Monthly Archives: March 2015

Meringue nests with pomegranate seeds

springSpring has sprung, cherry trees are blossoming, and it’s almost time to put away winter wear. It’s Palm Sunday, and while we enjoyed our cappuccino in the morning sun, church bells pealed and people wandered by holding olive branches from Mass. At home we have piles of oranges to make spremuta, fresh orange juice.

orangesSpring is delightful in Rome! It’s high allergy season, but besides that, wonderful. Time to pull out pastel jumpers and lighter shoes, do some spring cleaning, and make meringues. A light finale was needed for TV night (dinner in the sofa) the next day, I had a pomegranate, so this was dessert.

meringue nests

Meringue nests with pomegranate seeds

2 fresh egg whites
100g golden caster sugar
icing sugar to dust

One pomegranate for serving

Whisk the egg whites in a clean bowl until they form stiff peaks. Now, whisk in the sugar, little by little.  Dollop the meringue mixture onto a baking sheet, with a little hollow in the centre. Bake them at 150C for 30-35 minutes. Now, turn off the oven but leave the meringues in the oven to dry out, 4-5 hours.

meringue nests with pomegranate seeds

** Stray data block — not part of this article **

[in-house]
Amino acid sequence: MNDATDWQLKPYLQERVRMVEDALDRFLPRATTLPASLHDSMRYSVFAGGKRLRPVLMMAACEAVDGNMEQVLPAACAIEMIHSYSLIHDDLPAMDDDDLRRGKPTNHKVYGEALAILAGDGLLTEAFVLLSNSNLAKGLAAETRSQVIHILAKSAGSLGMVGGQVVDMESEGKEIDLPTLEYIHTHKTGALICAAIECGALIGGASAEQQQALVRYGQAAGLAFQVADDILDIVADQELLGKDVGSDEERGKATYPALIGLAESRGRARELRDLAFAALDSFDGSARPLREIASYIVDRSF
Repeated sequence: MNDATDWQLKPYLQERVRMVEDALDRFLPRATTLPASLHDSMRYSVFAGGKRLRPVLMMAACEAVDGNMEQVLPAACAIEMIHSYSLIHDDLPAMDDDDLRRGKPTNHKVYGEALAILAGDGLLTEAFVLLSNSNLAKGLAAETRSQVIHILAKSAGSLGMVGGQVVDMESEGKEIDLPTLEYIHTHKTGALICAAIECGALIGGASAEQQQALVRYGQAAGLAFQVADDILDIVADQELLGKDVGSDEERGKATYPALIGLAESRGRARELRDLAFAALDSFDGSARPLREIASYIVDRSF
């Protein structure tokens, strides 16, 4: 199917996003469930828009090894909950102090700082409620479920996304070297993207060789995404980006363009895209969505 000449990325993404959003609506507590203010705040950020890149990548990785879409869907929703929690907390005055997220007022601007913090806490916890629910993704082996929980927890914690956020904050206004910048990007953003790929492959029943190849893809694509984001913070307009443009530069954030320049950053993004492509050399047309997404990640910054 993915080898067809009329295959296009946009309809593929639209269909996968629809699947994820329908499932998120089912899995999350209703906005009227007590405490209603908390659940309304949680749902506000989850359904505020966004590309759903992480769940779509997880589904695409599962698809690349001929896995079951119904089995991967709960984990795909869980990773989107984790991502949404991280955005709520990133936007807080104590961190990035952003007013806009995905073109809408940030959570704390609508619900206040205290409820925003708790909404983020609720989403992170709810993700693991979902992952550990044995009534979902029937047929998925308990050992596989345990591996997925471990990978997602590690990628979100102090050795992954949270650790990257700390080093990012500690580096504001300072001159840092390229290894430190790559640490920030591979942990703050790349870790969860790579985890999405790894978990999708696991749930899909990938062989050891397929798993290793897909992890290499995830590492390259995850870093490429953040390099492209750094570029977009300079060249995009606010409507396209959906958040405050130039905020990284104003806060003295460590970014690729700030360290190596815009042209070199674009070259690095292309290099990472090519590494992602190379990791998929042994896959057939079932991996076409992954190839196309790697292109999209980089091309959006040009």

The next day, hollow out the pomegranate with a teaspoon and sprinkle some seeds over the meringue nest to serve. Easy!  I am bringing these to Fiesta Friday 61 @fiestafriday.net  with many thanks to  this week’s co-hosts Selma @Selma’s Table and Margy @La Petite Casserole.

Fiesta Friday

Marzipan-stuffed baked apples

three apples Spring is here, the cherry trees are beginning to blossom here in Rome, and I still had Christmas marzipan lurking in the fridge. Our basket of mysterious, old, or challenging pantry items to use up is shrinking (samples: Chinese salted black beans, cod liver pâté, dusty  meringues, alici piccante – spicy anchovies, which turned out to be amazing on pizza) and now it was time for that marzipan to go. It’s been sitting in the back of the fridge in a desolate row of jars with leftover bits and pieces: fondant, harissa, truffle butter, tamarind paste, and more of those ingredients that would be great for something, eventually….. No, now we had a friend coming over for our weekly TV night, and we needed an easy dessert. Hmmmmm…. I’d seen Baked Marzipan Apples on Recipe Reminiscing, a very enjoyable and highly recommended Norwegian-English blog with delightfully retro recipes, and took that as my inspiration. The original includes marzipan, rum, raisins and cream, and looks amazing! This is is a more stripped-down weeknight version.